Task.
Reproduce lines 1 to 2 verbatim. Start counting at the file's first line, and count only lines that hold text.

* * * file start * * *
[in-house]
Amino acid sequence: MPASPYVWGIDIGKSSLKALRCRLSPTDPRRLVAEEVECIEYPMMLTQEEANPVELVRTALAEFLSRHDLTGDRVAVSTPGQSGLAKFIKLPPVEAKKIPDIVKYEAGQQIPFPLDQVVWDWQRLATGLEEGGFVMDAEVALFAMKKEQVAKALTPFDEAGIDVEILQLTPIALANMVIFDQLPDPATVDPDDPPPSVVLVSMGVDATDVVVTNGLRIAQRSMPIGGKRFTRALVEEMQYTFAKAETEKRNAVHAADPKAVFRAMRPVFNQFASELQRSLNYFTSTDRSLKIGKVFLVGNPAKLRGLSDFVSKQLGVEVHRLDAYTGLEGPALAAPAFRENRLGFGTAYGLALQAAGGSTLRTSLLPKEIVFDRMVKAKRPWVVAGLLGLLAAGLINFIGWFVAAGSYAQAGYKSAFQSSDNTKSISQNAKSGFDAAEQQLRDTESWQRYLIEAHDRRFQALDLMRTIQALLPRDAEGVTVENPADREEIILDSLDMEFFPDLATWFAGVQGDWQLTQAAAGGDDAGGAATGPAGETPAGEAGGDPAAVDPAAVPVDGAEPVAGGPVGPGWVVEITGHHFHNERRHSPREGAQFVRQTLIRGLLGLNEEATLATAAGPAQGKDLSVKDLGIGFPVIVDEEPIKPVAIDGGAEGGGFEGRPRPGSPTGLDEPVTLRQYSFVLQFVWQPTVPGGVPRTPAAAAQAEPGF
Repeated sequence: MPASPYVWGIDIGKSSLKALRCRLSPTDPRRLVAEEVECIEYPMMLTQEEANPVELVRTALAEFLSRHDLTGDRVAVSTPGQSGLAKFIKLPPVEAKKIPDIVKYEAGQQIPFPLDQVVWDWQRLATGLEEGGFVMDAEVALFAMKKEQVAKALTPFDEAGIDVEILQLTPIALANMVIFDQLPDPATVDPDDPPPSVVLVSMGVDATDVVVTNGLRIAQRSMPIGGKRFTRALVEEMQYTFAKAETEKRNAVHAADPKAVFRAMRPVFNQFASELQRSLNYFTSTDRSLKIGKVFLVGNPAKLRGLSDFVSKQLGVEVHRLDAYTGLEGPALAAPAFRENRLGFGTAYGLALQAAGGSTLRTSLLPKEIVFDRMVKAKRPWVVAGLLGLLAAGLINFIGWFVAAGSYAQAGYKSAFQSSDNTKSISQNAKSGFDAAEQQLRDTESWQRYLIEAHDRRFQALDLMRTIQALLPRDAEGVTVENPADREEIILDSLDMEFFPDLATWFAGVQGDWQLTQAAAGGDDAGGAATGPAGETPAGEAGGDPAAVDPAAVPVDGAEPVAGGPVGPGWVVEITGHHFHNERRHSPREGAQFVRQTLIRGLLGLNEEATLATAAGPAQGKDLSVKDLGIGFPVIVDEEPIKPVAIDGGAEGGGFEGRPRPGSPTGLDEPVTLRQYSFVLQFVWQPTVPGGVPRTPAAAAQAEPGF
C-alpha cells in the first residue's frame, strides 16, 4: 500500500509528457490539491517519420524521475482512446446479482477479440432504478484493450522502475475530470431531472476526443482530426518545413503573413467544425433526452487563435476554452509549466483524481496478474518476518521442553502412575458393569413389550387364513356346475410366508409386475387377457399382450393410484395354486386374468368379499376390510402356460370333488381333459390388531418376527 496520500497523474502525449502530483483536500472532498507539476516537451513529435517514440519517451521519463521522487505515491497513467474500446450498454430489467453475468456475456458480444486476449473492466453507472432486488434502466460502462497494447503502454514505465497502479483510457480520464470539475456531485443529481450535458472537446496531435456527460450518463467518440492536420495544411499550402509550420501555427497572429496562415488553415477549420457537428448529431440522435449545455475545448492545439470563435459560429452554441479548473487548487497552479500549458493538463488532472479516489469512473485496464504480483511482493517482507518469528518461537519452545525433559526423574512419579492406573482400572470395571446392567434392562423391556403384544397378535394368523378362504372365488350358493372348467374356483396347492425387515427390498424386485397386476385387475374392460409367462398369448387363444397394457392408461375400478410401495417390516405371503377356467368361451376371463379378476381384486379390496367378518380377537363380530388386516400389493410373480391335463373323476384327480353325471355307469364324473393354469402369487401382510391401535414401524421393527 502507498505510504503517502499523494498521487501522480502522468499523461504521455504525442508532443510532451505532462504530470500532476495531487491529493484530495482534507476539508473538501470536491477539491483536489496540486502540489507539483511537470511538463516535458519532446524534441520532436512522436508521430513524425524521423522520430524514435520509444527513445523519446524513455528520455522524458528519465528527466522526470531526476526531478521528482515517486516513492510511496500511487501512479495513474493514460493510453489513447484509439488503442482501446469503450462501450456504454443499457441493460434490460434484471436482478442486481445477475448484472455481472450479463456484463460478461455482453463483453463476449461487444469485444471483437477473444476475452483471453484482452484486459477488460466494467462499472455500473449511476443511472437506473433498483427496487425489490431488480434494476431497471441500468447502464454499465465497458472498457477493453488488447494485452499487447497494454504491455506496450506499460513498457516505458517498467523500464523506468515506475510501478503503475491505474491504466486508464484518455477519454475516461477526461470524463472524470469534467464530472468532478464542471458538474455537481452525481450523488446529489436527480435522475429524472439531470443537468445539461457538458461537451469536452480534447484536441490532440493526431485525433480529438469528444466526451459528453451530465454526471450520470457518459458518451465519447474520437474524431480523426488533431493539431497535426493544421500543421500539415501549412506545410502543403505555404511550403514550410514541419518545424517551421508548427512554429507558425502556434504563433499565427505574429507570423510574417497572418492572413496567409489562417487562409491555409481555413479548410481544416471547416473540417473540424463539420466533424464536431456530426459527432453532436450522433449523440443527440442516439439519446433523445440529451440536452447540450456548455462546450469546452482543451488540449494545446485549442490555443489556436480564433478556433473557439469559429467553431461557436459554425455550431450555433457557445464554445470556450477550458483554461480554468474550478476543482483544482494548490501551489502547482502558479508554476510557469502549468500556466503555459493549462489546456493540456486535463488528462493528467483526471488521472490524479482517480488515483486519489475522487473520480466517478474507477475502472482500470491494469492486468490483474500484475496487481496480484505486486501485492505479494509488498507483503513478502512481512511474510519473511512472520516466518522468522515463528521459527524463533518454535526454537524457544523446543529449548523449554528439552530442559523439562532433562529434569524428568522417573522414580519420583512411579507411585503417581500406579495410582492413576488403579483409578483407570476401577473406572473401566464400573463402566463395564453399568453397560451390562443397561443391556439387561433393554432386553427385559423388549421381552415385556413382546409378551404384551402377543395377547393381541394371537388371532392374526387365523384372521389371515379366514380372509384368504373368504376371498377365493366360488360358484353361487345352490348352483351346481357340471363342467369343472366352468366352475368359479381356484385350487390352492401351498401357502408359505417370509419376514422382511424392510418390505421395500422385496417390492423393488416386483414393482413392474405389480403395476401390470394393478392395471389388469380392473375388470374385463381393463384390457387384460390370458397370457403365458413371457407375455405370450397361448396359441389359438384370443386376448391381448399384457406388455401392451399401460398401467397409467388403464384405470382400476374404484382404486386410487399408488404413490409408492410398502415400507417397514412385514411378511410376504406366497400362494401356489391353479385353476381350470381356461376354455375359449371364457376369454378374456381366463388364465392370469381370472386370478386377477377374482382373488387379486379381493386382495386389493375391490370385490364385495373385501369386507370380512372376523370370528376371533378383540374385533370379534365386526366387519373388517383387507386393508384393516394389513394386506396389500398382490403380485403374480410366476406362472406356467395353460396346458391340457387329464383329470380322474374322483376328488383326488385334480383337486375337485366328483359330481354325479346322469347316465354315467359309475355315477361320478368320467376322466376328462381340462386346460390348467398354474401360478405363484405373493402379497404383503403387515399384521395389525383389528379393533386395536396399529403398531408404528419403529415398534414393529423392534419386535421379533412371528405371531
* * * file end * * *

[in-house]
Amino acid sequence: MPASPYVWGIDIGKSSLKALRCRLSPTDPRRLVAEEVECIEYPMMLTQEEANPVELVRTALAEFLSRHDLTGDRVAVSTPGQSGLAKFIKLPPVEAKKIPDIVKYEAGQQIPFPLDQVVWDWQRLATGLEEGGFVMDAEVALFAMKKEQVAKALTPFDEAGIDVEILQLTPIALANMVIFDQLPDPATVDPDDPPPSVVLVSMGVDATDVVVTNGLRIAQRSMPIGGKRFTRALVEEMQYTFAKAETEKRNAVHAADPKAVFRAMRPVFNQFASELQRSLNYFTSTDRSLKIGKVFLVGNPAKLRGLSDFVSKQLGVEVHRLDAYTGLEGPALAAPAFRENRLGFGTAYGLALQAAGGSTLRTSLLPKEIVFDRMVKAKRPWVVAGLLGLLAAGLINFIGWFVAAGSYAQAGYKSAFQSSDNTKSISQNAKSGFDAAEQQLRDTESWQRYLIEAHDRRFQALDLMRTIQALLPRDAEGVTVENPADREEIILDSLDMEFFPDLATWFAGVQGDWQLTQAAAGGDDAGGAATGPAGETPAGEAGGDPAAVDPAAVPVDGAEPVAGGPVGPGWVVEITGHHFHNERRHSPREGAQFVRQTLIRGLLGLNEEATLATAAGPAQGKDLSVKDLGIGFPVIVDEEPIKPVAIDGGAEGGGFEGRPRPGSPTGLDEPVTLRQYSFVLQFVWQPTVPGGVPRTPAAAAQAEPGF